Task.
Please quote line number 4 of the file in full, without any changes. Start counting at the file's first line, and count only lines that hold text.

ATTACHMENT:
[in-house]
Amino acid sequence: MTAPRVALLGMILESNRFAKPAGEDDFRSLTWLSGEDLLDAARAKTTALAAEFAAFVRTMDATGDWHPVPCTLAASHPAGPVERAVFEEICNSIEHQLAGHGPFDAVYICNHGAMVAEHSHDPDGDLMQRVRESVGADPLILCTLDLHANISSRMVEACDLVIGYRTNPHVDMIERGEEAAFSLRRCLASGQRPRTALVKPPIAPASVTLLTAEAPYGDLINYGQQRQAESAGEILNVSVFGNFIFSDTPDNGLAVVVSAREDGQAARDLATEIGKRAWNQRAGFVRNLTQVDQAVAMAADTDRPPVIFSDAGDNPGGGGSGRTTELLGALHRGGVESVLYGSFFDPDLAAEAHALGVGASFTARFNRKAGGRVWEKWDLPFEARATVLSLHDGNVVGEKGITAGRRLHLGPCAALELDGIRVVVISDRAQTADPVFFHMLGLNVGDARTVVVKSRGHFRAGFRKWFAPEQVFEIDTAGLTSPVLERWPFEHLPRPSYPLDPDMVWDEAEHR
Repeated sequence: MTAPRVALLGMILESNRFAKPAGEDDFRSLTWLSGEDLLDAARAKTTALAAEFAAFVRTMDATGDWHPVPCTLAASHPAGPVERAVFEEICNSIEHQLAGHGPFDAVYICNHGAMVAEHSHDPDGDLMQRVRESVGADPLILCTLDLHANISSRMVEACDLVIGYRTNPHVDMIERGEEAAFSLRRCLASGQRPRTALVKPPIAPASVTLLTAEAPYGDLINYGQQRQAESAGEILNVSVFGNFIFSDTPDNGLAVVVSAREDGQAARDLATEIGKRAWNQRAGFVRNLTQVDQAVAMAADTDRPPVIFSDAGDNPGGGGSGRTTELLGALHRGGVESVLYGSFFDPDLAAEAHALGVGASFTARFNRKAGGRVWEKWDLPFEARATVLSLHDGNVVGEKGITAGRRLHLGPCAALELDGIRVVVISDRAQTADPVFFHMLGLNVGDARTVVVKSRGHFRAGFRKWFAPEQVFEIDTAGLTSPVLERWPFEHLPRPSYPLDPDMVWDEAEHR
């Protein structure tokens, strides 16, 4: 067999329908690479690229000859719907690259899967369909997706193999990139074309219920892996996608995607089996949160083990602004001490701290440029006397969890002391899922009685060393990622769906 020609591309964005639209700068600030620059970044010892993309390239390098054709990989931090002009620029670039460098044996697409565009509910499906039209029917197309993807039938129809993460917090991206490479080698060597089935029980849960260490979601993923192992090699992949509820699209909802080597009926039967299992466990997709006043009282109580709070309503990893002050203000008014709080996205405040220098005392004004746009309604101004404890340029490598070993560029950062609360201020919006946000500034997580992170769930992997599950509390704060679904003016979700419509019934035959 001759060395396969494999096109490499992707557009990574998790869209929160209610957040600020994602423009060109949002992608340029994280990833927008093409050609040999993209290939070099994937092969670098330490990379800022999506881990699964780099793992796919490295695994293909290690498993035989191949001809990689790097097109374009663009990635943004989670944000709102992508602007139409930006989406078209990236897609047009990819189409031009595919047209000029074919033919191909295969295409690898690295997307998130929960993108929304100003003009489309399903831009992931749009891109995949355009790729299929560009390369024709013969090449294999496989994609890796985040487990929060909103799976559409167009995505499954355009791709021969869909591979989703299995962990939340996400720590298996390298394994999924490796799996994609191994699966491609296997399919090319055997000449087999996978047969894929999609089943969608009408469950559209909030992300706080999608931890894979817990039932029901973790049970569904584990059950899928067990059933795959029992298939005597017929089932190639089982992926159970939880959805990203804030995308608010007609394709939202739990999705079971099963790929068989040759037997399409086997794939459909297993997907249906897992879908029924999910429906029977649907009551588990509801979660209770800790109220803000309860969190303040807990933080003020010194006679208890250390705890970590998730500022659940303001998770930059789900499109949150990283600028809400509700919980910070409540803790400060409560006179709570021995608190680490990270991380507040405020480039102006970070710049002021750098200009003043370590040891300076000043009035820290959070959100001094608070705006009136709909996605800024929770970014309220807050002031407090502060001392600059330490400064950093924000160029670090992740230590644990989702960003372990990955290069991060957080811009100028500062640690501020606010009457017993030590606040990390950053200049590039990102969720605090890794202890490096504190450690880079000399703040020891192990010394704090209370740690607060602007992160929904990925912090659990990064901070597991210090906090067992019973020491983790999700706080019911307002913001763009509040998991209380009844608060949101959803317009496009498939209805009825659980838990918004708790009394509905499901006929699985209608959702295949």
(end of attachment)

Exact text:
């Protein structure tokens, strides 16, 4: 067999329908690479690229000859719907690259899967369909997706193999990139074309219920892996996608995607089996949160083990602004001490701290440029006397969890002391899922009685060393990622769906 020609591309964005639209700068600030620059970044010892993309390239390098054709990989931090002009620029670039460098044996697409565009509910499906039209029917197309993807039938129809993460917090991206490479080698060597089935029980849960260490979601993923192992090699992949509820699209909802080597009926039967299992466990997709006043009282109580709070309503990893002050203000008014709080996205405040220098005392004004746009309604101004404890340029490598070993560029950062609360201020919006946000500034997580992170769930992997599950509390704060679904003016979700419509019934035959 001759060395396969494999096109490499992707557009990574998790869209929160209610957040600020994602423009060109949002992608340029994280990833927008093409050609040999993209290939070099994937092969670098330490990379800022999506881990699964780099793992796919490295695994293909290690498993035989191949001809990689790097097109374009663009990635943004989670944000709102992508602007139409930006989406078209990236897609047009990819189409031009595919047209000029074919033919191909295969295409690898690295997307998130929960993108929304100003003009489309399903831009992931749009891109995949355009790729299929560009390369024709013969090449294999496989994609890796985040487990929060909103799976559409167009995505499954355009791709021969869909591979989703299995962990939340996400720590298996390298394994999924490796799996994609191994699966491609296997399919090319055997000449087999996978047969894929999609089943969608009408469950559209909030992300706080999608931890894979817990039932029901973790049970569904584990059950899928067990059933795959029992298939005597017929089932190639089982992926159970939880959805990203804030995308608010007609394709939202739990999705079971099963790929068989040759037997399409086997794939459909297993997907249906897992879908029924999910429906029977649907009551588990509801979660209770800790109220803000309860969190303040807990933080003020010194006679208890250390705890970590998730500022659940303001998770930059789900499109949150990283600028809400509700919980910070409540803790400060409560006179709570021995608190680490990270991380507040405020480039102006970070710049002021750098200009003043370590040891300076000043009035820290959070959100001094608070705006009136709909996605800024929770970014309220807050002031407090502060001392600059330490400064950093924000160029670090992740230590644990989702960003372990990955290069991060957080811009100028500062640690501020606010009457017993030590606040990390950053200049590039990102969720605090890794202890490096504190450690880079000399703040020891192990010394704090209370740690607060602007992160929904990925912090659990990064901070597991210090906090067992019973020491983790999700706080019911307002913001763009509040998991209380009844608060949101959803317009496009498939209805009825659980838990918004708790009394509905499901006929699985209608959702295949």